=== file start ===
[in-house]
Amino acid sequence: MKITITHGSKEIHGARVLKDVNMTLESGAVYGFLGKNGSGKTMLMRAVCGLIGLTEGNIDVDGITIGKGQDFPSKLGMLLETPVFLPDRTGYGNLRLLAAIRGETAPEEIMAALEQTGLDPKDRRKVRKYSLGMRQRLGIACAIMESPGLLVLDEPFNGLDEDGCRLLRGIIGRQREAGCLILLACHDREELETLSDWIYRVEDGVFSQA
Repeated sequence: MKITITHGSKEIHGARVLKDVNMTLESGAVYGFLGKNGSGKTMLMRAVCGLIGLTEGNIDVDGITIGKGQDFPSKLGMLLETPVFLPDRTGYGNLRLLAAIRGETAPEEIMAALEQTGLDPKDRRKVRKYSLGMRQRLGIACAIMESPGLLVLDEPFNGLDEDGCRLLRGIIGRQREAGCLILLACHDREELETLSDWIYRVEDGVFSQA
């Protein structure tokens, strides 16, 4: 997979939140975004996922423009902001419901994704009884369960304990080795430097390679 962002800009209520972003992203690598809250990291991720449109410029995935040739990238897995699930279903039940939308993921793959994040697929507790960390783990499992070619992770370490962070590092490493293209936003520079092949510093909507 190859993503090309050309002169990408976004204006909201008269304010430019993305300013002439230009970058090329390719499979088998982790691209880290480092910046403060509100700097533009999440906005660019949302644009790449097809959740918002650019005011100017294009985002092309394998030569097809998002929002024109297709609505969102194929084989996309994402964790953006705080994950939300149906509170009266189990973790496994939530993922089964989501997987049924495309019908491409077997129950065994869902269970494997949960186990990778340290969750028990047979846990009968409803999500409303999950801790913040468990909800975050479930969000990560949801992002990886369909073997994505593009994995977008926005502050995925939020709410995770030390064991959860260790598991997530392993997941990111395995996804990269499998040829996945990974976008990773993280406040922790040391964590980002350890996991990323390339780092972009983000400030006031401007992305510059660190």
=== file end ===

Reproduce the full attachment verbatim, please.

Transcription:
[in-house]
Amino acid sequence: MKITITHGSKEIHGARVLKDVNMTLESGAVYGFLGKNGSGKTMLMRAVCGLIGLTEGNIDVDGITIGKGQDFPSKLGMLLETPVFLPDRTGYGNLRLLAAIRGETAPEEIMAALEQTGLDPKDRRKVRKYSLGMRQRLGIACAIMESPGLLVLDEPFNGLDEDGCRLLRGIIGRQREAGCLILLACHDREELETLSDWIYRVEDGVFSQA
Repeated sequence: MKITITHGSKEIHGARVLKDVNMTLESGAVYGFLGKNGSGKTMLMRAVCGLIGLTEGNIDVDGITIGKGQDFPSKLGMLLETPVFLPDRTGYGNLRLLAAIRGETAPEEIMAALEQTGLDPKDRRKVRKYSLGMRQRLGIACAIMESPGLLVLDEPFNGLDEDGCRLLRGIIGRQREAGCLILLACHDREELETLSDWIYRVEDGVFSQA
């Protein structure tokens, strides 16, 4: 997979939140975004996922423009902001419901994704009884369960304990080795430097390679 962002800009209520972003992203690598809250990291991720449109410029995935040739990238897995699930279903039940939308993921793959994040697929507790960390783990499992070619992770370490962070590092490493293209936003520079092949510093909507 190859993503090309050309002169990408976004204006909201008269304010430019993305300013002439230009970058090329390719499979088998982790691209880290480092910046403060509100700097533009999440906005660019949302644009790449097809959740918002650019005011100017294009985002092309394998030569097809998002929002024109297709609505969102194929084989996309994402964790953006705080994950939300149906509170009266189990973790496994939530993922089964989501997987049924495309019908491409077997129950065994869902269970494997949960186990990778340290969750028990047979846990009968409803999500409303999950801790913040468990909800975050479930969000990560949801992002990886369909073997994505593009994995977008926005502050995925939020709410995770030390064991959860260790598991997530392993997941990111395995996804990269499998040829996945990974976008990773993280406040922790040391964590980002350890996991990323390339780092972009983000400030006031401007992305510059660190």